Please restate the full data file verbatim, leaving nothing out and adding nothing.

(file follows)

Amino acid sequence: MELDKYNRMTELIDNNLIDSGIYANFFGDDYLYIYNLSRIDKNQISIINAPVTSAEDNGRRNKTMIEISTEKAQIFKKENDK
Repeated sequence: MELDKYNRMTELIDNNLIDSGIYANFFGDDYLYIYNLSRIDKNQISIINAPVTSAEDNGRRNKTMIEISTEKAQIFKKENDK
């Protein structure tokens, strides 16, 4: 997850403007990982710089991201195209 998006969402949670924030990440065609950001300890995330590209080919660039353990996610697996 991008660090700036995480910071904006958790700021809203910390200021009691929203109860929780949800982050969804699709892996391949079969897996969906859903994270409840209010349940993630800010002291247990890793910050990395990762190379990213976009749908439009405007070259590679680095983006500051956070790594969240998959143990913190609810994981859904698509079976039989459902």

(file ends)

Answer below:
Amino acid sequence: MELDKYNRMTELIDNNLIDSGIYANFFGDDYLYIYNLSRIDKNQISIINAPVTSAEDNGRRNKTMIEISTEKAQIFKKENDK
Repeated sequence: MELDKYNRMTELIDNNLIDSGIYANFFGDDYLYIYNLSRIDKNQISIINAPVTSAEDNGRRNKTMIEISTEKAQIFKKENDK
């Protein structure tokens, strides 16, 4: 997850403007990982710089991201195209 998006969402949670924030990440065609950001300890995330590209080919660039353990996610697996 991008660090700036995480910071904006958790700021809203910390200021009691929203109860929780949800982050969804699709892996391949079969897996969906859903994270409840209010349940993630800010002291247990890793910050990395990762190379990213976009749908439009405007070259590679680095983006500051956070790594969240998959143990913190609810994981859904698509079976039989459902």